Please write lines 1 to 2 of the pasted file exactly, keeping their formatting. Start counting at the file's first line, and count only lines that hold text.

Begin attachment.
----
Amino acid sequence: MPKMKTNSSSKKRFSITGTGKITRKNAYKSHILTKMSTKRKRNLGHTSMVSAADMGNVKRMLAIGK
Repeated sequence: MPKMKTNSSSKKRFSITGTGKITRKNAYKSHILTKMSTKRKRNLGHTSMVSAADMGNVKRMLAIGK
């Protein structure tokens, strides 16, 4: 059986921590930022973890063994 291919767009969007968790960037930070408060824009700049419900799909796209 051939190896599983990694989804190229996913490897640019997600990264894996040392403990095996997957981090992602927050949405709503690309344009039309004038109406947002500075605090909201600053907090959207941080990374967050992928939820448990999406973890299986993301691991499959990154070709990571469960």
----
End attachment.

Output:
Amino acid sequence: MPKMKTNSSSKKRFSITGTGKITRKNAYKSHILTKMSTKRKRNLGHTSMVSAADMGNVKRMLAIGK
Repeated sequence: MPKMKTNSSSKKRFSITGTGKITRKNAYKSHILTKMSTKRKRNLGHTSMVSAADMGNVKRMLAIGK